We don’t have the exact number, but a high percentage of Zebra customers have multiple device types deployed in order to meet the needs of various work personas. And the reality is that it’s rare for any organization to give every worker the same device model from the same manufacturer. In retail environments, for example, there may be four different personas (or roles) that need mobile technology: warehouse associates, back-of-store stock management teams, store floor associates, and managers.  To optimize worker productivity, each persona/role may warrant a different device. This can create a very fragmented environment of hardware, software, accessories, vendors, user experiences (UX), operating systems, management functionality, app development, etc., ultimately leading to a high portfolio TCO.   
This topic has come up with retail customers I’ve met with who were considering Apple iOS devices. They see the suitability of iPhone for the store manager, but do not consider it suitable for the other personas. Fragmenting the portfolio is a costly option. They prefer a high degree of portfolio commonality (sometimes called “platforming”). This has been a primary advantage of Android – the flexibility to span multiple device form factors (i.e., handheld, wearable, tablet), types (i.e., rugged vs. knowledge worker) and model/OS version – as it enables you to potentially choose a single device manufacturer/vendor, assuming they have a broad portfolio of devices with a high degree of commonality (i.e., Zebra).

Q: I know Zebra has different device tiers. I’ve heard them often referred to as Premium and Essential (or Value). How does this “tiering” fit into a TCO evaluation?  

Before answering this question, I want to reiterate that hardware acquisition cost is generally a small percentage of TCO.   
We use the term “tiering” to categorize devices, but the term can be misleading. The benefits of what we call a “premium” tier device may not necessarily map equally to all use cases. Zebra “Premium” tier devices such as a TC7x are more durable, rugged, and typically have a longer service support life (software support, sales availability, etc.), but they typically have a different form factor or ergonomic design than our value-tier devices.  In a relatively benign use case, or in an individually assigned usage model, a value – or "Essential” – tier (i.e., TC2x) device may have more than adequate service life. These are the scenarios where a consumer device may be considered, but business leaders recognize that even a “value-tier” Zebra TC2x device can have up to six years of software security patches – which the competing consumer device may not. Therefore, the durability – and benefits – of the value-tier enterprise device still exceeds a consumer device, and the embedded Zebra Mobility DNA software will lower IT administrative overhead and device downtime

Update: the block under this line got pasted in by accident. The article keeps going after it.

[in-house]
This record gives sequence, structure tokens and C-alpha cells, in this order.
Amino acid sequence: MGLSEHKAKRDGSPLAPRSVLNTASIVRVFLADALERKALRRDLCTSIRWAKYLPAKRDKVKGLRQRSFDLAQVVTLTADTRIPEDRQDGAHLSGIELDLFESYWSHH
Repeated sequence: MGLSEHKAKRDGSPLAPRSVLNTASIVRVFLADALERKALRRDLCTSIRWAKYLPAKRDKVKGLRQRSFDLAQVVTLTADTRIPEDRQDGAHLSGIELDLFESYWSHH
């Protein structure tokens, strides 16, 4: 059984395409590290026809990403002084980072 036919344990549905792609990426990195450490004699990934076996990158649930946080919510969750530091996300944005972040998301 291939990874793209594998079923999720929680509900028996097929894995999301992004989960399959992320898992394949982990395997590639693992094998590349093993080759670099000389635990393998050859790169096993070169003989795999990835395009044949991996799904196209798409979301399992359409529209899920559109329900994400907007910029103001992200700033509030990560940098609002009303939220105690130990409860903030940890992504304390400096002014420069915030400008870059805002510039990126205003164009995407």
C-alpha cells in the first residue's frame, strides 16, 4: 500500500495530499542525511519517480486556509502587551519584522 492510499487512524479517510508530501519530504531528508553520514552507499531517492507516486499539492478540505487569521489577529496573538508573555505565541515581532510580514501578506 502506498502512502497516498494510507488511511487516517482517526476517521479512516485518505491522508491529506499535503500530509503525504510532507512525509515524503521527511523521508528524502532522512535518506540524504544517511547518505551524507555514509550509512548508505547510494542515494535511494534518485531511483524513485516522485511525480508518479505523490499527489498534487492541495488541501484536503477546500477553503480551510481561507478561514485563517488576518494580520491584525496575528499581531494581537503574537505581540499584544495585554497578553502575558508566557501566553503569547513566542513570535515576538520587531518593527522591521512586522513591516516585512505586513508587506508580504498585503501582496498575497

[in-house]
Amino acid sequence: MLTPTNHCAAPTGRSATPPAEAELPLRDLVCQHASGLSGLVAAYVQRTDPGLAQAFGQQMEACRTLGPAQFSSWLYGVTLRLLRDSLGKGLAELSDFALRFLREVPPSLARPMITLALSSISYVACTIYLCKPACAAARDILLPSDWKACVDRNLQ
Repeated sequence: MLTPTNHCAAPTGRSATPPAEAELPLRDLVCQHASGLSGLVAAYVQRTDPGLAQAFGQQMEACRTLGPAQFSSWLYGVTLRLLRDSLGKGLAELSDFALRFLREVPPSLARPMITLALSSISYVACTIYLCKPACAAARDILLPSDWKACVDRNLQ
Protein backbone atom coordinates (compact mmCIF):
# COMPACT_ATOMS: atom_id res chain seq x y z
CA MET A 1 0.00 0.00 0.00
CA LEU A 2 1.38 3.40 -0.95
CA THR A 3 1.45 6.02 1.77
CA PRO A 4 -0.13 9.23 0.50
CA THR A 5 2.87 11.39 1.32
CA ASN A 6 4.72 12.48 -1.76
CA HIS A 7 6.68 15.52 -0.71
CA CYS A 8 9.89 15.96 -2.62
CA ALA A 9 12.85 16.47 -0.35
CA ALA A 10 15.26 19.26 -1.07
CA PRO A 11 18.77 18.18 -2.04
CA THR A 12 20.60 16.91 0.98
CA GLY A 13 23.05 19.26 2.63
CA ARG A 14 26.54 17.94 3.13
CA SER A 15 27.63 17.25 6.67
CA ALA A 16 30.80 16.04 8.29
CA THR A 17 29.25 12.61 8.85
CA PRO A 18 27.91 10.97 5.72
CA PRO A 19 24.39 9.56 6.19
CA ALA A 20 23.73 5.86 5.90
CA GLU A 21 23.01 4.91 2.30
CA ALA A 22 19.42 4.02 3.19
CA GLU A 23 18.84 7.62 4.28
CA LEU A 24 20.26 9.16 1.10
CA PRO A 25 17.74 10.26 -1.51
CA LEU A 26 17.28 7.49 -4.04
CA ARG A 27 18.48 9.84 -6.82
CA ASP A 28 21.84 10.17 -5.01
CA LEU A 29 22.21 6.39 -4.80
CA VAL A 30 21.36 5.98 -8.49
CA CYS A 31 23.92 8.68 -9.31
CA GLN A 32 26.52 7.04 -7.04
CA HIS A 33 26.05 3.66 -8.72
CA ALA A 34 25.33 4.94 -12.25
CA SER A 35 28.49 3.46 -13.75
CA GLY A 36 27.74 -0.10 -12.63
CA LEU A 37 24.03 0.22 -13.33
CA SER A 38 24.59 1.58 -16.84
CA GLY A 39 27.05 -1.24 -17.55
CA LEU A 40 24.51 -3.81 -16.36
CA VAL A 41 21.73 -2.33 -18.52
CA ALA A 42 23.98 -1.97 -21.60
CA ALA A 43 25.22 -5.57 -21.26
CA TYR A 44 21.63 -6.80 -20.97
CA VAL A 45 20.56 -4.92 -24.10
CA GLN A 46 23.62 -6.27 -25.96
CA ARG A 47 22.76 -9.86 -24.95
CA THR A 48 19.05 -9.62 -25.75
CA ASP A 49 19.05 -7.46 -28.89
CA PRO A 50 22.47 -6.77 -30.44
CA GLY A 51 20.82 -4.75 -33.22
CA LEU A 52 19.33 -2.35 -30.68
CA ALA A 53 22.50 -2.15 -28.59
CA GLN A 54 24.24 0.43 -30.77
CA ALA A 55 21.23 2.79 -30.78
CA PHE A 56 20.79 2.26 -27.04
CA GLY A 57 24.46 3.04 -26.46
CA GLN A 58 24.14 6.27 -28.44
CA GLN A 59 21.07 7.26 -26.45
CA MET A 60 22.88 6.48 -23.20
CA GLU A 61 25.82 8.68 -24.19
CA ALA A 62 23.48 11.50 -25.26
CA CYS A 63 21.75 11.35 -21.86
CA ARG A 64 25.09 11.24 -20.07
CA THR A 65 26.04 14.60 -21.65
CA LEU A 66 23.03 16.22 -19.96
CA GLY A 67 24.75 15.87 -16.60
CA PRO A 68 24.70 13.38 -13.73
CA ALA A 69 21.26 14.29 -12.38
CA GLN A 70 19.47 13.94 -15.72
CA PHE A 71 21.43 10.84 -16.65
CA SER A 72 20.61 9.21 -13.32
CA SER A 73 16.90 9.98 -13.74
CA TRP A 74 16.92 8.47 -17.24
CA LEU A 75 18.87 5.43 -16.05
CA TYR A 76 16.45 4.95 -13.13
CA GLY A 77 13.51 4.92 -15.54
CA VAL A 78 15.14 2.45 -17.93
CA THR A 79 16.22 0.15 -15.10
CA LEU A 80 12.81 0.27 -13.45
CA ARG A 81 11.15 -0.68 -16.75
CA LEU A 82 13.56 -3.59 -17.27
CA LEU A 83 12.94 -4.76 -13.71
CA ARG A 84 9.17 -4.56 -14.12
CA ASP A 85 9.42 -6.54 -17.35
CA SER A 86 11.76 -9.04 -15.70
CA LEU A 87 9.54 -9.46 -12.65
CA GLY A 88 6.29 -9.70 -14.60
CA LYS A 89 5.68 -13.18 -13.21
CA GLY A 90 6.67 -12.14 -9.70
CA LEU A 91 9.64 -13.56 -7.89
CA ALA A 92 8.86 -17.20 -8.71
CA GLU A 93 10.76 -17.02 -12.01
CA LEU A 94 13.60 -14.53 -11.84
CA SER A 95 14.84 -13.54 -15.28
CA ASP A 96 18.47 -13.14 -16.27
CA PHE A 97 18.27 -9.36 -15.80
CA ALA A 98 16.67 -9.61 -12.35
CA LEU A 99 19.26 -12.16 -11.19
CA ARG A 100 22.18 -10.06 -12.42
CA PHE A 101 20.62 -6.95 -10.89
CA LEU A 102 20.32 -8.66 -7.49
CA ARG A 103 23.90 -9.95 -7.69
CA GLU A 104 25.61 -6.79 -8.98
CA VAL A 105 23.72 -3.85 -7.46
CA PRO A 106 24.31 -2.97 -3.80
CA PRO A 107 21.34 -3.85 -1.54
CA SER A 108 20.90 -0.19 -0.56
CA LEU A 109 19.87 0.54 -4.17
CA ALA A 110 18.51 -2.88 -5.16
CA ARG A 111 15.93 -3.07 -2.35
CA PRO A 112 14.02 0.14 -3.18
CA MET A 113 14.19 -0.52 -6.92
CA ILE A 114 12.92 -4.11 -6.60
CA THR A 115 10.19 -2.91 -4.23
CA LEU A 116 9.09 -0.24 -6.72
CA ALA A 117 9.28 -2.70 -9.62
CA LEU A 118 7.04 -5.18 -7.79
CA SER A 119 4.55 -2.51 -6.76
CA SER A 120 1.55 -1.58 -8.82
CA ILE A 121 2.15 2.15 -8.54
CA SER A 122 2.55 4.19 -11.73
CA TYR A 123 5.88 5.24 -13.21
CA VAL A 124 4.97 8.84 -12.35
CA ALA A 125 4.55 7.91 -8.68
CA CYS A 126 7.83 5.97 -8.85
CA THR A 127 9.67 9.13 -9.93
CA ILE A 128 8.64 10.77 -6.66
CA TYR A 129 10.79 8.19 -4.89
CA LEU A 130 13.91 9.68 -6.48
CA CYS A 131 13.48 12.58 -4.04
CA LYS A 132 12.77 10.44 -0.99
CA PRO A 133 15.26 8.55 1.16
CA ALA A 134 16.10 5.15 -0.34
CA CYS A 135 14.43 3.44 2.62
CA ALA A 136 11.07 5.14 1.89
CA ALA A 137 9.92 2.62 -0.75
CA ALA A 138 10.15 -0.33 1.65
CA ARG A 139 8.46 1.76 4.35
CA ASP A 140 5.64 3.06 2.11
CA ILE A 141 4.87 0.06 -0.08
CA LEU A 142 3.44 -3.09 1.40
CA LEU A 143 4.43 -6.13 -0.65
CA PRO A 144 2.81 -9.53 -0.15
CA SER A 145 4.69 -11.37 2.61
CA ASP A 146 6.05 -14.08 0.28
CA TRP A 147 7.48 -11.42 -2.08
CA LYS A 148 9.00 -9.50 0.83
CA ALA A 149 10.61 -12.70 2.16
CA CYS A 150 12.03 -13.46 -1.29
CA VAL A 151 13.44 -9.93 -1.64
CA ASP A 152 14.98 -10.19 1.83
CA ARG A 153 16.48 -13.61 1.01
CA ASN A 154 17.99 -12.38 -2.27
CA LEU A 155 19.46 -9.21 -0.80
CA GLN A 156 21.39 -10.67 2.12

Q: How can I get the analyst reports you referred to?

Zebra has permission to leverage and quote the findings; however, we cannot provide these reports directly to you. If you want the actual report, you must go directly to the respective analyst (i.e., www.vdcresearch.com). Each VDC TCO study varies slightly in structure, so you should not assume that the most recent 2022/2023 report is a superset of all findings. 


The goal of a TCO analysis is to ensure you are properly assessing both CapEx and OpEx in your mobile solution assessment. Upfront CapEx tends to be more deterministic and tractable, so it tends to get most of the attention. But it’s CapEx over time and OpEx that are the real dominant component drivers of TCO. As always, Zebra employees and partners are available to help you in your analysis. Feel free to reach out to your Zebra representative to discuss further in the context of your business.  


Related Reads:

Wearables, Healthcare, Handheld Mobile Computers, Warehouse and Distribution, Retail, Article, Hospitality, Energy and Utilities, Manufacturing, Transportation and Logistics, Tablets, Field Operations, Public Sector, Banking,
Bruce Willins
Bruce Willins

Bruce Willins is a Technology Solutions Engineering Fellow at Zebra Technologies. 

He has over 30 years of experience in the marketing and development of high technology products and has served in numerous senior level positions, including Vice President of Engineering for Hauppauge Computer, Vice President of R&D at Symbol Technologies, Vice President of Engineering / General Manager, Strategic Business at SMC Networks and President/Founder of Netways Inc.  

Mr Willins is a past member of the Motorola Science Advisory Board (SABA) and a Symbol Technologies Fellow.  He is the recipient of the IEEE Charles Hirsch award, has numerous patents and is a frequent lecturer.